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Mintier: Mixed messages from the Taliban

Tom Mintier in Islamabad, Pakistan
Tom Mintier in Islamabad, Pakistan  

(CNN) -- Taliban leaders have recently issued conflicting statements in response to the threat of a military attack by the United States, which holds the Taliban responsible for harboring Osama bin Laden, the prime suspect in the September 11 terrorist attacks on the World Trade Center and the Pentagon.

CNN Correspondent Tom Mintier is on assignment in Islamabad, Pakistan, where he gave this report on statements made by Taliban leaders.

MINTIER: We're getting conflicting statements from the (Pakistan) ambassador for the Taliban (Abdul Salam Zaeef), and we're also getting conflicting statements from (Taliban Supreme Leader) Mullah Omar, but his are consistent.

Taliban threaten opposition leaders  

We do have some passages from his radio address -- the fifth radio address that he has given. I was listening to the fourth outside the Taliban ambassador's residence here in Islamabad on a car radio in the driveway.

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But this is from the fifth speech, and some of it is really chilling, saying that Afghans need to look after their religion and to not let U.S. involvement "in our affairs" destroy Islam. Anyone who supports the exiled king or any other anti-Taliban government "will be accused of treason."

Also the last passage: "Do you think the king will arrest Christian proselytizers like we do? Do you think the king will defend our faith in Allah?"

Now, in the fourth speech, it was about 75 percent directed to the exiled king and the other 25 percent directed to the U.S. government and the U.S. military, saying that if they come in to Afghanistan that it would be, indeed, the graveyard.

Now, the other side is what we're hearing on this side of the border -- what you hear from Kandahar and from Mullah Omar is one thing, but what we're hearing in the last couple of days from the Taliban's ambassador here is a call for negotiation, a call for reason, a call for waiting, a call delivered this time in English. When I first met with him on the 12th of September here in Islamabad in his office, we spoke in English for about a half hour. But every interview, every press conference that he has done, he has used a translator, until last night.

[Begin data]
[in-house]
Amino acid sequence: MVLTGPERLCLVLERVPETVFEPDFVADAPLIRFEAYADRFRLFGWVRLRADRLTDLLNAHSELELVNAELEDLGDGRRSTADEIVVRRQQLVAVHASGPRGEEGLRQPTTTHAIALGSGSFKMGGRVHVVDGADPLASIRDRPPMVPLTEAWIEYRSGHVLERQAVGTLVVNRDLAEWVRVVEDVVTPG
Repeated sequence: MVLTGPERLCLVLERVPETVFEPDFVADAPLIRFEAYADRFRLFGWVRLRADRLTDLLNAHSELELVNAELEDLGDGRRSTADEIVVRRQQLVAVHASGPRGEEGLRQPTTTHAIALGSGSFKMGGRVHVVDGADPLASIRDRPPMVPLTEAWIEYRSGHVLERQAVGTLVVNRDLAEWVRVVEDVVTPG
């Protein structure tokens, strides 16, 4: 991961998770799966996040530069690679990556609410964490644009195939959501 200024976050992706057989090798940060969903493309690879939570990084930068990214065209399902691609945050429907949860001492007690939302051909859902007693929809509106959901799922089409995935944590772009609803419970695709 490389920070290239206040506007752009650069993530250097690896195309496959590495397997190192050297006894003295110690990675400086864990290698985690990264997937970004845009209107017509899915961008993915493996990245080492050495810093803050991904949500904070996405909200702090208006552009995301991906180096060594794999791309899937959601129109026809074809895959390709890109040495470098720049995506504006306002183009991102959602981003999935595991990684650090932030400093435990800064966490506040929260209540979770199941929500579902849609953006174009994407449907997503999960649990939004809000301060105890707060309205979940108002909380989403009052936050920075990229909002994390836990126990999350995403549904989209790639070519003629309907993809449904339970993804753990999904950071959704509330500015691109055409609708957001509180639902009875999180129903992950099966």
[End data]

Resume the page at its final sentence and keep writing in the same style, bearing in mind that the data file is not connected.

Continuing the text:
CNN: Let's try to decipher that particular move by the ambassador there. He is speaking in English, obviously speaking to the American government or the American public or whoever else in the outside who may be listening in and obviously Mullah Omar is speaking to his people. And for that speech that he gave, is obviously for domestic consumption.

How do you read this? Is this a sign perhaps that they're feeling the pressure now?

MINTIER: Well, they have to be feeling the pressure... probably more so inside Pakistan. The Taliban ambassador has a better ability to gauge what world opinion is maybe than it is in Kandahar with Mullah Omar. You know, one is a call to arms, and the other is a call to peace -- a very confused, mixed message from the Taliban.

But when you listen to what the ambassador has been saying in both languages for the past few days -- at first they didn't know where Osama bin Laden was; then they did. Would they hand him over? Not unless there is proof. You know, things that were rejected outright at hand by the U.S. government.

CNN: And then what about the scene there in Pakistan? They are also hearing the same conflicting message, and we've seen many anti-U.S., anti-coalition demonstrations and protests there over the last few days.

How is that being received -- this mixed message?

MINTIER: Well... it was just yesterday that the Pakistani president was briefed by the U.S. ambassador here on the status of the investigation by the United States. It's interesting -- they used the word "investigation" rather than "evidence."

With NATO, they received what they call "compelling evidence" that Osama bin Laden was linked. Here, they talk about a briefing by the U.S. ambassador to the president that was the status of the investigation.

Yes, there are a lot of demonstrations here, and one we saw in Karachi last night was limited to numbers in the hundreds.

When you talk to people here in this country, they say that the fundamentalists have not done very well politically in the electoral process. And they haven't done very well, in some of their minds, on the streets, saying that when you consider how many people are out on the streets demonstrating, if you have a few hundred or even 10-40,000, that's still a very small percentage of the population of 140 million.


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